Omar Mateen’s life ended early Sunday morning, when police shot and killed him inside the Pulse nightclub in Orlando, Florida.
But his life began in New Hyde Park, Queens, where he was born, and in Westbury, where he spent some of the first few years of his life.
Mateen, a resident of Fort Pierce, Florida, was born Omar Mir Seddique on Nov. 16, 1986, in the Queens portion of New Hyde Park, according to a name-change application he filed in 2006. He added the surname “Mateen” that year.
Omar Mateen, his father, Seddique Mir Mateen, and mother, Shahla S. Mateen — both immigrants from Afghanistan — lived in Flushing, Queens, from his birth until 1988, when they moved to Westbury, the application says.
The family lived in a home on Land Lane across the street from the Bowling Green Elementary School until they moved to Port St. Lucie, Florida, in 1991, the document says.
Seddique Mir Mateen sold life insurance for a living, said a neighbor who has lived in a home on the next block for 38 years.
The neighbor, who declined to give a name, said she did not interact often with the family, but would see Shahla Mateen on the school playground with the family’s children.
“I used to see them walking by with children on the playground, but I wasn’t close,” she said.
Seddique Mir Mateen has condemned his son’s attack on the Pulse, the gay nightclub where he killed 49 people and wounded 53.
While he told NBC News his son had recently gotten angry after seeing two gay men kissing, he gave no signs that he would carry out such an attack, Seddique Mir Mateen said in an interview with The Washington Post.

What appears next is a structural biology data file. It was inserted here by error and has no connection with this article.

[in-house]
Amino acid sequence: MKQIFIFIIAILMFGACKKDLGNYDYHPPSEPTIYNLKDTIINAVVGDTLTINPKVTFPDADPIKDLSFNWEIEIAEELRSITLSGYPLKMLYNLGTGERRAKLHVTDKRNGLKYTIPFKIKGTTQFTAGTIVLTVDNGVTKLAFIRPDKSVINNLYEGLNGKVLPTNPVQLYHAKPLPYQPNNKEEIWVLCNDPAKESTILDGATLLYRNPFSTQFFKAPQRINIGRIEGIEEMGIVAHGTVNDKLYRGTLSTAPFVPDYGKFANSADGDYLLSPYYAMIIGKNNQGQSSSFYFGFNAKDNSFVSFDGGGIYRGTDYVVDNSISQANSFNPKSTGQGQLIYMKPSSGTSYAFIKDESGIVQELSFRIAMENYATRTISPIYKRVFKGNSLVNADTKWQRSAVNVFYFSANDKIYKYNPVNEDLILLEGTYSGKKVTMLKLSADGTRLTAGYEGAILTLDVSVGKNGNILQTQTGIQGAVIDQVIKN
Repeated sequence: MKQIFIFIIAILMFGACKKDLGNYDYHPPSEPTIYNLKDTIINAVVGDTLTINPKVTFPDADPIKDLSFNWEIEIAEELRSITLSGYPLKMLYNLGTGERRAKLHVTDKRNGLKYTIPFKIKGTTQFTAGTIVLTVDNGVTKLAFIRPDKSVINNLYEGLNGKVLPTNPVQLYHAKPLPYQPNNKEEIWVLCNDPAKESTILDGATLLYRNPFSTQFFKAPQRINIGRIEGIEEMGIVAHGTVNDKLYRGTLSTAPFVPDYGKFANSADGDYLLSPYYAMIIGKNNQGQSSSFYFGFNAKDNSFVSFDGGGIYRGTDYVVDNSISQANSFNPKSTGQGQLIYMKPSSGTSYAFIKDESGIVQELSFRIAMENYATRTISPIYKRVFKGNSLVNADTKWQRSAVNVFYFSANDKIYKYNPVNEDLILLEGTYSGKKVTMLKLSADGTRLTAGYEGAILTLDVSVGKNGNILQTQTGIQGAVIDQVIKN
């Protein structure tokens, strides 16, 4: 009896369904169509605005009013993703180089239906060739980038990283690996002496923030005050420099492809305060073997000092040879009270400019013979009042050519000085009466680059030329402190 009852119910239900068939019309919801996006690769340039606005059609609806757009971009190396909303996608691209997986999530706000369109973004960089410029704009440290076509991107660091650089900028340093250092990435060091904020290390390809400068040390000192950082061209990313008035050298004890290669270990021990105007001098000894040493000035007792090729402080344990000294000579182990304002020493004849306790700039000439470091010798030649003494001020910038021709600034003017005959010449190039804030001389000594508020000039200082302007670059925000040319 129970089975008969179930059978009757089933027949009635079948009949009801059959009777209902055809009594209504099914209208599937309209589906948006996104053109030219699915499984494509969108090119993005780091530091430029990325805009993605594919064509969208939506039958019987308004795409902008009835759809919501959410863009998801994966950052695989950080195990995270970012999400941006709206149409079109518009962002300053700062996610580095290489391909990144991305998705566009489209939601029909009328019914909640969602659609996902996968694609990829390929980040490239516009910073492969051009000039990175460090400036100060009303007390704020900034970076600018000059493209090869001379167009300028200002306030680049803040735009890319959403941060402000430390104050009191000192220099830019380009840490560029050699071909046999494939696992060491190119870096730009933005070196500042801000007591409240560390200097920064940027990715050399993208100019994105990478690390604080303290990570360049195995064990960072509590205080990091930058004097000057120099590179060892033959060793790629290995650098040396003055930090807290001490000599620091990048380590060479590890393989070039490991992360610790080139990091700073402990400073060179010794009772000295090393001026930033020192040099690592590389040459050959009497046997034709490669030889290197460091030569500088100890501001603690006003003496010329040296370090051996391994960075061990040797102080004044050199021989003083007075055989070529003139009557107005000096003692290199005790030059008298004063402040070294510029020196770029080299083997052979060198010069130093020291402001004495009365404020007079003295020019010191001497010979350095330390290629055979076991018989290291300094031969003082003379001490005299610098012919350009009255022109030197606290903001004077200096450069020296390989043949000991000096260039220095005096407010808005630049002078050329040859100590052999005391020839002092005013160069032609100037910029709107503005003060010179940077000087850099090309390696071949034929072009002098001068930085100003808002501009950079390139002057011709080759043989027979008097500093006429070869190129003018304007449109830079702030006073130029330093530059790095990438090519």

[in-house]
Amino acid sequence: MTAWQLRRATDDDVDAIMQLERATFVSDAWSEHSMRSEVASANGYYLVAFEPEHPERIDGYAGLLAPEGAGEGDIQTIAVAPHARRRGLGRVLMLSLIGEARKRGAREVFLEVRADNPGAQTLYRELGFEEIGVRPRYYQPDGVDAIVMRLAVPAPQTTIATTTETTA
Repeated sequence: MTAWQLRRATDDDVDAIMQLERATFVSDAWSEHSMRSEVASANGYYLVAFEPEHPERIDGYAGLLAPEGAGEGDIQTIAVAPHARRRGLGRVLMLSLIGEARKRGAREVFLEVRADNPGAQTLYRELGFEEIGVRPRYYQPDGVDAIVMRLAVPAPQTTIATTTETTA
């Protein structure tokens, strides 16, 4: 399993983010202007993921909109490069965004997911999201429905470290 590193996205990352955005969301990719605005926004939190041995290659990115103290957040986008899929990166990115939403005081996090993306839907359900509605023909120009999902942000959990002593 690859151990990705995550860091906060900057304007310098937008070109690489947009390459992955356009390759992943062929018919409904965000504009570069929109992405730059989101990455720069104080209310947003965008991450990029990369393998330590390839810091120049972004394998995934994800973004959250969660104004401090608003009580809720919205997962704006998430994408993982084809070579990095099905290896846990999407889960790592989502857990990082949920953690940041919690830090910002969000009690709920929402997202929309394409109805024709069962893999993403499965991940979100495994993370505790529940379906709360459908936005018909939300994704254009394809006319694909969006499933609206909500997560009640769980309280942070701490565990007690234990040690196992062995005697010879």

“He was well educated and he grew up in a very well to do family, and he had a lot of love and care,” he told the newspaper.
Omar Mateen and his family are Muslim, and he reportedly pledged allegiance to the Islamic State terrorist group in a 911 call Sunday morning. Authorities have said they have no reason to believe Mateen coordinated the attack with the Islamic State.
While Seddique Mir Mateen reportedly said “only God can punish homosexuality” in a since-deleted Facebook video, he told NBC News his son’s attack “has nothing to do with religion.”
“Bigotry, hate, terrorism — they don’t have any religion,” said Isma Chaudhry, president of the Westbury-based Islamic Center of Long Island. “They do not belong to any ethnicity. It’s a disease of the mind and disease of the heart.”
The Mateen family lived in Westbury in the Islamic Center’s early years — it was incorporated as a religious organization in 1982 and is now Long Island’s largest mosque.
But the family was not active there and no members knew them, Chaudhry said.
“They were not involved in any of the center’s activities or community programs, nor were they members, according to our records,” said Chaudhry, a Roslyn resident.
As more Muslims moved to Long Island suburbs to raise their children, the mosque that at first had 100 households as members now draws 500 people to each of its two Friday prayer services, Chaudhry said.
Islamic Center leaders and religious figures from other faiths will pray for the victims of Mateen’s attack and their families at an interfaith iftar, the meal that breaks Muslims’ daytime fast during the holy month of Ramadan, Chaudhry said.
The mosque expects a crowd of about 200 for the 13th annual event, she said.